As one of the most popular drinks worldwide (second only to water), tea is consumed practically everywhere. Yet, despite its ubiquity, each culture has its own unique way of enjoying it. Read on to learn more about a few of the most unique tea traditions from around the world.
In Morocco, tea represents hospitality and friendship. Nothing illustrates this more than atai, a tea ceremony of sorts performed for guests which is usually led by the male head of the house. In fact, one of my favorite memories of my Marrakesh travels was sharing a cup of Moroccan tea with strangers as I shopped my way through the souks.
Traditionally, a Chinese gunpowder variety of green tea is brewed and is subsequently sweetened with sugar (LOTS of sugar) and flavored with fresh mint leaves. The tea is prepared in a samovar, a heated metal container traditionally used to heat and boil water, and is elaborately poured from high in the air into small glasses, often decorated with colorful designs.
Afternoon Tea (UK)
Most Brits would agree that they could not make it through the day without a good “cuppa.” Having smuggled tea out of China in the mid-1800s, (read the story of tea “spy” Robert Fortune – it’s fascinating!), and replicated the Chinese tea growing process in India shortly thereafter, the British have long been enchanted by tea.
Now celebrated worldwide, the British custom of afternoon tea consists of a selection of elegant sandwiches, scones served with clotted cream and preserves, cakes and pastries. Tea – often produced in India or Sri Lanka) is poured from silver tea pots into dainty bone china cups.
Chai Break (India)
Chai (which actually means “tea” in Hindi) is a cornerstone of Indian culture. In fact, the average citizen drinks approximately four cups a day to stay energized. And that’s just on average!
Masala chai is perhaps the most widely-consumed variety and is made by brewing black tea with a mélange of aromatic spices and herbs such as cinnamon, clove, ginger, cardamom and peppercorn, and mixing it with milk and sugar.
Across the subcontinent, vendors called chai wallahs serve masala chai to the public in small sustainable clay cups. (Fun fact: It’s totally okay to do as the locals do and smash them to the ground after finishing your tea!) Some consider the dust of these clay vessels to be an essential ingredient to creating the true flavor of this popular beverage.
The beloved tea ceremony known as ataya is an integral component of Senegalese life. It can take place at any time there’s an opportunity for family friends to gather and chat but is typically served after meals.
The ceremony unfolds over the course of three stages, during which a fresh pot of water and tea leaves is boiled over a stove. Like the Moroccan tea tradition, a strong and bitter brew of Chinese green tea is made and then poured into small glasses named kas until a thick foam is formed on top.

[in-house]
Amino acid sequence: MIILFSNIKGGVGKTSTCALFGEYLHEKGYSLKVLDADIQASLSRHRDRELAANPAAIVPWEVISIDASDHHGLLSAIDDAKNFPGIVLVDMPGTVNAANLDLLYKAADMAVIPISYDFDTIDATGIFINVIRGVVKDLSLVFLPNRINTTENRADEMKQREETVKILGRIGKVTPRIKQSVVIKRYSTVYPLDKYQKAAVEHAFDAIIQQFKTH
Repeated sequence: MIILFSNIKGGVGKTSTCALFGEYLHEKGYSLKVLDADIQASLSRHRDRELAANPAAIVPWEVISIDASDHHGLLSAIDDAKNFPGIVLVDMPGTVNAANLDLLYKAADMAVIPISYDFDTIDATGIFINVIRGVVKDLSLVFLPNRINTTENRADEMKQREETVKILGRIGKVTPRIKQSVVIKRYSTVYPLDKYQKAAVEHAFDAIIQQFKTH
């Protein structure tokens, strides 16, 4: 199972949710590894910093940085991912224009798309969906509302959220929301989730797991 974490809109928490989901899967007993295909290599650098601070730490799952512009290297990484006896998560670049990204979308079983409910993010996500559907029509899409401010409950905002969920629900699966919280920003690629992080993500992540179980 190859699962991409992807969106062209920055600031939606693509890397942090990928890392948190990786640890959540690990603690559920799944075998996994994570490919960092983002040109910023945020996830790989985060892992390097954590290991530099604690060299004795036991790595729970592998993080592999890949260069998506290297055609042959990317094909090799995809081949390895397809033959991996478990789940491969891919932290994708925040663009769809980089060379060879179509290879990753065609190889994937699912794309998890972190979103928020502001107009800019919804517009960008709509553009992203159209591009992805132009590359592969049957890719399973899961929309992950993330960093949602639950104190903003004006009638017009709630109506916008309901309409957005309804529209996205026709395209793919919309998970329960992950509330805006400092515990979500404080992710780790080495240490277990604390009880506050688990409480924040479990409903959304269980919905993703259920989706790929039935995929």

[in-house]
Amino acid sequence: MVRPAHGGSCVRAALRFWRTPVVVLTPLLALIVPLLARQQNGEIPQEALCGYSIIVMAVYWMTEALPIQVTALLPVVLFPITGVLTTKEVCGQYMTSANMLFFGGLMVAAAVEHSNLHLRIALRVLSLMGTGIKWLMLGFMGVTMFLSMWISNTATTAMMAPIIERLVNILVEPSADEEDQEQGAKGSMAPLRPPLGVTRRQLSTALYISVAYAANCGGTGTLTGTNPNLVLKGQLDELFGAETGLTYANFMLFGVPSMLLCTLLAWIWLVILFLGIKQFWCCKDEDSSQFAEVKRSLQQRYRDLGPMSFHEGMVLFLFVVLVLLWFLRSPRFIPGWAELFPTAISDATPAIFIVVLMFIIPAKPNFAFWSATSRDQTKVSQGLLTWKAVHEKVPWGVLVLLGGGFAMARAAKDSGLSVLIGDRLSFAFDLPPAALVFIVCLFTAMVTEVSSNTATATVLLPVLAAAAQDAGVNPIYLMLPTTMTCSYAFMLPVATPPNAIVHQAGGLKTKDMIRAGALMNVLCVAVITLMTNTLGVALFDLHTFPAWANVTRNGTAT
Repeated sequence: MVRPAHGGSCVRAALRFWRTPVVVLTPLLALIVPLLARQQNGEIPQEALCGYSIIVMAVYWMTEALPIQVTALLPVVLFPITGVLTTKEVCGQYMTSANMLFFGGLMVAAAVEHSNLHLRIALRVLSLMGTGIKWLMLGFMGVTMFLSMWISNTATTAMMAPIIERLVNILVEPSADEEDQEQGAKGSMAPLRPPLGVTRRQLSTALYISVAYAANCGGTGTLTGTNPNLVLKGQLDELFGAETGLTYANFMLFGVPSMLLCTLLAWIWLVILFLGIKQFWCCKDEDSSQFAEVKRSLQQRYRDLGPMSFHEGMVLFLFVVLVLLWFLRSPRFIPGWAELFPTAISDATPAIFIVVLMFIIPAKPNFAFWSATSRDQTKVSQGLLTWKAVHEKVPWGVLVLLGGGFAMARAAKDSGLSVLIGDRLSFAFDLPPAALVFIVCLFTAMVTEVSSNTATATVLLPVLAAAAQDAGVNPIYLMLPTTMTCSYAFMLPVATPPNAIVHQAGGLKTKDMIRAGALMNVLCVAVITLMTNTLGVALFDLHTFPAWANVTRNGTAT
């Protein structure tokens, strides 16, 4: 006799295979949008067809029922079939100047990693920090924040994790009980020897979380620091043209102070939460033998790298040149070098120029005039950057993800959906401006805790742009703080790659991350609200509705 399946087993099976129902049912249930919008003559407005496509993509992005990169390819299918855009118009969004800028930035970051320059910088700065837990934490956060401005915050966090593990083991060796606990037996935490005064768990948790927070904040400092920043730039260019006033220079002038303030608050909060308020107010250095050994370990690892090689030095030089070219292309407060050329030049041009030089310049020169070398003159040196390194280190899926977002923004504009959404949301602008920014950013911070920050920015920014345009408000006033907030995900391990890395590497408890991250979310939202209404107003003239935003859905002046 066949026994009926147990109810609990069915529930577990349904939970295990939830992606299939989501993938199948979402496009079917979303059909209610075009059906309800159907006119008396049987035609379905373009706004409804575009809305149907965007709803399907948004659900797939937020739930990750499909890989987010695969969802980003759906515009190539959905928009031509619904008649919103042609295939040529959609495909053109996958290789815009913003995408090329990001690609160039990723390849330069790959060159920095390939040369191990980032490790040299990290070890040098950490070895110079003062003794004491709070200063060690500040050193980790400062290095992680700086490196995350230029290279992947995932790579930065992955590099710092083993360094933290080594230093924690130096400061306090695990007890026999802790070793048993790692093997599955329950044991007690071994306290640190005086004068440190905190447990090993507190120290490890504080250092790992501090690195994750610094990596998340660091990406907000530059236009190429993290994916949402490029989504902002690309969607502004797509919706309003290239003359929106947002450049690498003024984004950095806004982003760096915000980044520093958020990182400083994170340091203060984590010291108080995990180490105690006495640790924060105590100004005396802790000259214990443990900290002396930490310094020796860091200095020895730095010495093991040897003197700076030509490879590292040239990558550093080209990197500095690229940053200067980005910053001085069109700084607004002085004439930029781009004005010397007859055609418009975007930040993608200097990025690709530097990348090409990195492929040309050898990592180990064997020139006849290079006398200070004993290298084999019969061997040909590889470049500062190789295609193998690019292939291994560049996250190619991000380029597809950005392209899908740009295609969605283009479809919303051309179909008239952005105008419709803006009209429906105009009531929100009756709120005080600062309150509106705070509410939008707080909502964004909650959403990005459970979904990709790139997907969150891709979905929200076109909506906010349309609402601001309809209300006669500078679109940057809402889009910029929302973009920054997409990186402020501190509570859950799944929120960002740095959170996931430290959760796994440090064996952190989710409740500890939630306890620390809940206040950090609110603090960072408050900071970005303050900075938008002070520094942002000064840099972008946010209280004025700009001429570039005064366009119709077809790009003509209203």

Each stage of pouring is the same, but the first cup is usually bitter, while fresh mint and sugar are added as the stages proceed. Senegalese folklore says the first cup is representative of the love of your mother, the second the love of your friends and the third (the sweetest) is the love of your romantic partner. Watch the ceremony here.
Gong Fu (China)
As the traditional Chinese method of serving tea, gongfu is an incredibly detailed process with a number of steps – including warming the cups, waking up the leaves, smelling the leaves – that are repeated until all guests have had their fill of tea.
The ritual also involves a number of brewing tools including a “fair cup,” strainer, tongs, a brewing tray, small drinking cups and "scent cups" which allow the guest to enjoy the aroma of the tea.
Although the gongfu process is elaborate, I find it to be more casual than the Japanese ceremony, with less room for error. Because it uses more leaf and less water than Western style brewing, gongfu brewing brings out all the unique complexities and nuances of the tea, making the experience far more enjoyable.
Way of Tea (Japan)
Chado (“the way of tea”) is the Japanese method of preparing and serving tea and is perhaps the most ritualistic tea ceremony in existence. It is generally held in a sparsely decorated room with a designated area in which tea is meticulously prepared and served to kneeling guests.
The ceremony is rooted in Zen Buddhism and serves as a spiritual practice in which participants are encouraged to remove themselves from the mundane world and truly exist in the moment. Matcha – ground tea leaves – and hot water are added to a chawan (tea bowl) and whisked by a tea master, who uses artful movements perfected over the past few centuries. The bowl of the tea is then presented to guests, often with a sweet treat called wagashi.
Visit someone’s home in Russia and you’ll immediately be offered one (or both) of their two favorite beverages: vodka and tea.
It is their love of tea that was established around the time of the Bolsheviks’ victory in the Civil War, when soldiers and factory workers began receiving free tea, a luxury that had previously been reserved for the aristocrats.
These days, many Russians enjoy what’s called zavarka, a tea concentrate that’s brewed in a samovar and served over the course of several rounds. Each guest then dilutes their portion of the concentrate with water until the beverage reaches their desired strength. There’s no particular type of tea that's used for zavarka; fruit-based tisanes and herbal teas are both very common as is black tea.
If you find yourself in the country, don’t feel guilty for accepting your tea with a piece of cake, as it is considered bad manners for the host to serve the tea “naked.”